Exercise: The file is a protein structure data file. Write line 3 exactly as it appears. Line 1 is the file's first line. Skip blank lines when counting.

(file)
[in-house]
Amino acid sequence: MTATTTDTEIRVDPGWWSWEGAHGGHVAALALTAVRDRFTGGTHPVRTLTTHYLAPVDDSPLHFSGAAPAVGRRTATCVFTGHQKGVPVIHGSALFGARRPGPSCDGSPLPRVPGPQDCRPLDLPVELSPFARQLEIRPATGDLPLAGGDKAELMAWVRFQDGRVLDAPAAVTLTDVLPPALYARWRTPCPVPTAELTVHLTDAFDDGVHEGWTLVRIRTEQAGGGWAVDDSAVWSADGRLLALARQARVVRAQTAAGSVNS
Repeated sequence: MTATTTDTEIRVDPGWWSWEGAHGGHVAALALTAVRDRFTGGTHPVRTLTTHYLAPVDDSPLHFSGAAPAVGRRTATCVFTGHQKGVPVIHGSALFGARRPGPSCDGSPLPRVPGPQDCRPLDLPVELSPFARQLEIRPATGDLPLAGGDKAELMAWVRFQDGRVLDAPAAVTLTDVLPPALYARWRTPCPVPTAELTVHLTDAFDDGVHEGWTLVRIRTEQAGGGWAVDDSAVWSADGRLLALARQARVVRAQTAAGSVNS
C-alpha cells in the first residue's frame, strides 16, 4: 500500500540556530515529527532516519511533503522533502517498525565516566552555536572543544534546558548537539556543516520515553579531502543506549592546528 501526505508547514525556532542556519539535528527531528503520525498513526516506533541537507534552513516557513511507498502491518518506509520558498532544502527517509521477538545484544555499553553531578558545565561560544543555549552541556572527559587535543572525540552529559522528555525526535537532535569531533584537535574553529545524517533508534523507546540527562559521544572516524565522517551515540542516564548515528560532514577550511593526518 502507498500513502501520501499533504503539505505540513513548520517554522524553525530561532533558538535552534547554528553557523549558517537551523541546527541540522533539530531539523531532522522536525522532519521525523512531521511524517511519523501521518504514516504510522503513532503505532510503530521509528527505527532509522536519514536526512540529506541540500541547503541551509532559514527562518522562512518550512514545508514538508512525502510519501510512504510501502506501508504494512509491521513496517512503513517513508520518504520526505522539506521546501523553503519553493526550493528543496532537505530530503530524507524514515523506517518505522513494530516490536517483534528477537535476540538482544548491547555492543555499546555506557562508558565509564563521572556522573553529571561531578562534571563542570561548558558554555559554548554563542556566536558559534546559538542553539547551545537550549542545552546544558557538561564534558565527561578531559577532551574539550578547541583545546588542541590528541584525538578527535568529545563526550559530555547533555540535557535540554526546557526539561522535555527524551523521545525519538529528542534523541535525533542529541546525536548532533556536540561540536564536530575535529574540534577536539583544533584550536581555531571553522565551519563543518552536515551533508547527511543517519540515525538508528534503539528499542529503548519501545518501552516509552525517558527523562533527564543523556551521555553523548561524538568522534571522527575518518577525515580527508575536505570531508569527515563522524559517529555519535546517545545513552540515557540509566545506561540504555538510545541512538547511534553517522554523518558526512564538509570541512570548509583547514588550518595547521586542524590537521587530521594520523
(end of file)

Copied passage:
Repeated sequence: MTATTTDTEIRVDPGWWSWEGAHGGHVAALALTAVRDRFTGGTHPVRTLTTHYLAPVDDSPLHFSGAAPAVGRRTATCVFTGHQKGVPVIHGSALFGARRPGPSCDGSPLPRVPGPQDCRPLDLPVELSPFARQLEIRPATGDLPLAGGDKAELMAWVRFQDGRVLDAPAAVTLTDVLPPALYARWRTPCPVPTAELTVHLTDAFDDGVHEGWTLVRIRTEQAGGGWAVDDSAVWSADGRLLALARQARVVRAQTAAGSVNS